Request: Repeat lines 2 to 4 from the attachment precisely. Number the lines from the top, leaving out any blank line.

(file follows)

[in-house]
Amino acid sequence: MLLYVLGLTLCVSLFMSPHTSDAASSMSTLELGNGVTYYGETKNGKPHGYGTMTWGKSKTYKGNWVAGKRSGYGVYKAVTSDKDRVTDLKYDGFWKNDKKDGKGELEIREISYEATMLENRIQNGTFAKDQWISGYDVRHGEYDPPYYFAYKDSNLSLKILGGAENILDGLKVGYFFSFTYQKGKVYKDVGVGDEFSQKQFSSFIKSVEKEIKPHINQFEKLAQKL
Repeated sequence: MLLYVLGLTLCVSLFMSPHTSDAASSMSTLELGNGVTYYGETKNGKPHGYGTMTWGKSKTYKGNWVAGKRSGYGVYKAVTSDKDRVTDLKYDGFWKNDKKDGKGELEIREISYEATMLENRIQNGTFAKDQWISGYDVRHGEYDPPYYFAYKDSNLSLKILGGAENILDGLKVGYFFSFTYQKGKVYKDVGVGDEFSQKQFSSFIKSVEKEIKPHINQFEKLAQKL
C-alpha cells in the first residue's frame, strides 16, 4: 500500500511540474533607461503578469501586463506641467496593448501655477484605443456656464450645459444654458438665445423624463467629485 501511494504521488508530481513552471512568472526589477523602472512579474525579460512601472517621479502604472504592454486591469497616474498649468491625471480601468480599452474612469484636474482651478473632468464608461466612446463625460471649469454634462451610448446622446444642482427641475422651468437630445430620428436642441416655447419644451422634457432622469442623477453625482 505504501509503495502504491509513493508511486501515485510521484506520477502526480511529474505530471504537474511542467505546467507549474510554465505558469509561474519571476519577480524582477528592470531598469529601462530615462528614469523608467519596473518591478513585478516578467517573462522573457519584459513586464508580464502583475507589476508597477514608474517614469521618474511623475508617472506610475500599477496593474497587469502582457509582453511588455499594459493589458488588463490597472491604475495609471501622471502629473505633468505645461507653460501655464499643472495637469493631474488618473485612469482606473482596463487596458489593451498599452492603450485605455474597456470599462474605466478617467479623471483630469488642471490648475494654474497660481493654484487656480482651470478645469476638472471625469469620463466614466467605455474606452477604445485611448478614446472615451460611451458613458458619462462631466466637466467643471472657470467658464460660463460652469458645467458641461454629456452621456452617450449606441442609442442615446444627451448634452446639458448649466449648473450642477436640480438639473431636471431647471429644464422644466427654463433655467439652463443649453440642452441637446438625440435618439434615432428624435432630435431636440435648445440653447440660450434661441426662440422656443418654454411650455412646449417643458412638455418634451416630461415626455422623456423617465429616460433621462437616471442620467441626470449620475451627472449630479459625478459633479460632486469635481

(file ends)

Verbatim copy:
Amino acid sequence: MLLYVLGLTLCVSLFMSPHTSDAASSMSTLELGNGVTYYGETKNGKPHGYGTMTWGKSKTYKGNWVAGKRSGYGVYKAVTSDKDRVTDLKYDGFWKNDKKDGKGELEIREISYEATMLENRIQNGTFAKDQWISGYDVRHGEYDPPYYFAYKDSNLSLKILGGAENILDGLKVGYFFSFTYQKGKVYKDVGVGDEFSQKQFSSFIKSVEKEIKPHINQFEKLAQKL
Repeated sequence: MLLYVLGLTLCVSLFMSPHTSDAASSMSTLELGNGVTYYGETKNGKPHGYGTMTWGKSKTYKGNWVAGKRSGYGVYKAVTSDKDRVTDLKYDGFWKNDKKDGKGELEIREISYEATMLENRIQNGTFAKDQWISGYDVRHGEYDPPYYFAYKDSNLSLKILGGAENILDGLKVGYFFSFTYQKGKVYKDVGVGDEFSQKQFSSFIKSVEKEIKPHINQFEKLAQKL
C-alpha cells in the first residue's frame, strides 16, 4: 500500500511540474533607461503578469501586463506641467496593448501655477484605443456656464450645459444654458438665445423624463467629485 501511494504521488508530481513552471512568472526589477523602472512579474525579460512601472517621479502604472504592454486591469497616474498649468491625471480601468480599452474612469484636474482651478473632468464608461466612446463625460471649469454634462451610448446622446444642482427641475422651468437630445430620428436642441416655447419644451422634457432622469442623477453625482 505504501509503495502504491509513493508511486501515485510521484506520477502526480511529474505530471504537474511542467505546467507549474510554465505558469509561474519571476519577480524582477528592470531598469529601462530615462528614469523608467519596473518591478513585478516578467517573462522573457519584459513586464508580464502583475507589476508597477514608474517614469521618474511623475508617472506610475500599477496593474497587469502582457509582453511588455499594459493589458488588463490597472491604475495609471501622471502629473505633468505645461507653460501655464499643472495637469493631474488618473485612469482606473482596463487596458489593451498599452492603450485605455474597456470599462474605466478617467479623471483630469488642471490648475494654474497660481493654484487656480482651470478645469476638472471625469469620463466614466467605455474606452477604445485611448478614446472615451460611451458613458458619462462631466466637466467643471472657470467658464460660463460652469458645467458641461454629456452621456452617450449606441442609442442615446444627451448634452446639458448649466449648473450642477436640480438639473431636471431647471429644464422644466427654463433655467439652463443649453440642452441637446438625440435618439434615432428624435432630435431636440435648445440653447440660450434661441426662440422656443418654454411650455412646449417643458412638455418634451416630461415626455422623456423617465429616460433621462437616471442620467441626470449620475451627472449630479459625478459633479460632486469635481